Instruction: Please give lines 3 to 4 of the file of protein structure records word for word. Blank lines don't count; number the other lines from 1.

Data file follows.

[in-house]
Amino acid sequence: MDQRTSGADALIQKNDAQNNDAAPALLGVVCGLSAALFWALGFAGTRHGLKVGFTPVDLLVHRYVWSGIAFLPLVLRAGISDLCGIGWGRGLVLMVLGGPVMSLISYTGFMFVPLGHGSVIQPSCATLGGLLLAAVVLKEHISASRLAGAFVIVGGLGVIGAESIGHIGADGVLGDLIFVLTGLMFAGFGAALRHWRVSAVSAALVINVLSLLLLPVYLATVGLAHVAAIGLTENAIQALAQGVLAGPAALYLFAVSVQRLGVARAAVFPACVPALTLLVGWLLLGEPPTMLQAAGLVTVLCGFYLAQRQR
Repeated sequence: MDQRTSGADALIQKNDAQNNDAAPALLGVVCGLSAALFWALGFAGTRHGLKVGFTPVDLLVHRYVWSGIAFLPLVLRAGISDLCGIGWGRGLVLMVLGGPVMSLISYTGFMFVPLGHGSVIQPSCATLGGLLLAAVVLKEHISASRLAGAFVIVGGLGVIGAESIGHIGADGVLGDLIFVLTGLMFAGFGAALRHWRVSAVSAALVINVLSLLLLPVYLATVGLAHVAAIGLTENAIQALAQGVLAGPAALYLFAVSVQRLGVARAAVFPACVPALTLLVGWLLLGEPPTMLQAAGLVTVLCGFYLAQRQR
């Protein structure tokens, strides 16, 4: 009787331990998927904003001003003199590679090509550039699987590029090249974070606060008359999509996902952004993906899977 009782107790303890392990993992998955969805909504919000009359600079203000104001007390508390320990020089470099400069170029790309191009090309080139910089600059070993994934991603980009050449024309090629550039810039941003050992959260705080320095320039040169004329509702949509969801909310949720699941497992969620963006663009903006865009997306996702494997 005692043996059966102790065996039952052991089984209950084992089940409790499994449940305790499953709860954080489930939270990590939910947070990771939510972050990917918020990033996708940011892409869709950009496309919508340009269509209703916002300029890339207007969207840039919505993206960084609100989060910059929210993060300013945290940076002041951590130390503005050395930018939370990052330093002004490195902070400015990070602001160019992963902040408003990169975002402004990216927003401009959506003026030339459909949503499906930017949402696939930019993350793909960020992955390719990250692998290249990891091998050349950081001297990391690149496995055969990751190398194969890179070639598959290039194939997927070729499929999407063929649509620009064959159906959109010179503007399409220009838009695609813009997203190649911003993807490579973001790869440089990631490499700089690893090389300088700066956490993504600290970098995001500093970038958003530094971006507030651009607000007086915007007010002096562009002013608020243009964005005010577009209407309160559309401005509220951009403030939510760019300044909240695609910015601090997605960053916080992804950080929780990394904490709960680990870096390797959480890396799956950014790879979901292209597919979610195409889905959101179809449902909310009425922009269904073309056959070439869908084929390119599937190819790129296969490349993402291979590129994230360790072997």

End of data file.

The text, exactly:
Repeated sequence: MDQRTSGADALIQKNDAQNNDAAPALLGVVCGLSAALFWALGFAGTRHGLKVGFTPVDLLVHRYVWSGIAFLPLVLRAGISDLCGIGWGRGLVLMVLGGPVMSLISYTGFMFVPLGHGSVIQPSCATLGGLLLAAVVLKEHISASRLAGAFVIVGGLGVIGAESIGHIGADGVLGDLIFVLTGLMFAGFGAALRHWRVSAVSAALVINVLSLLLLPVYLATVGLAHVAAIGLTENAIQALAQGVLAGPAALYLFAVSVQRLGVARAAVFPACVPALTLLVGWLLLGEPPTMLQAAGLVTVLCGFYLAQRQR
């Protein structure tokens, strides 16, 4: 009787331990998927904003001003003199590679090509550039699987590029090249974070606060008359999509996902952004993906899977 009782107790303890392990993992998955969805909504919000009359600079203000104001007390508390320990020089470099400069170029790309191009090309080139910089600059070993994934991603980009050449024309090629550039810039941003050992959260705080320095320039040169004329509702949509969801909310949720699941497992969620963006663009903006865009997306996702494997 005692043996059966102790065996039952052991089984209950084992089940409790499994449940305790499953709860954080489930939270990590939910947070990771939510972050990917918020990033996708940011892409869709950009496309919508340009269509209703916002300029890339207007969207840039919505993206960084609100989060910059929210993060300013945290940076002041951590130390503005050395930018939370990052330093002004490195902070400015990070602001160019992963902040408003990169975002402004990216927003401009959506003026030339459909949503499906930017949402696939930019993350793909960020992955390719990250692998290249990891091998050349950081001297990391690149496995055969990751190398194969890179070639598959290039194939997927070729499929999407063929649509620009064959159906959109010179503007399409220009838009695609813009997203190649911003993807490579973001790869440089990631490499700089690893090389300088700066956490993504600290970098995001500093970038958003530094971006507030651009607000007086915007007010002096562009002013608020243009964005005010577009209407309160559309401005509220951009403030939510760019300044909240695609910015601090997605960053916080992804950080929780990394904490709960680990870096390797959480890396799956950014790879979901292209597919979610195409889905959101179809449902909310009425922009269904073309056959070439869908084929390119599937190819790129296969490349993402291979590129994230360790072997």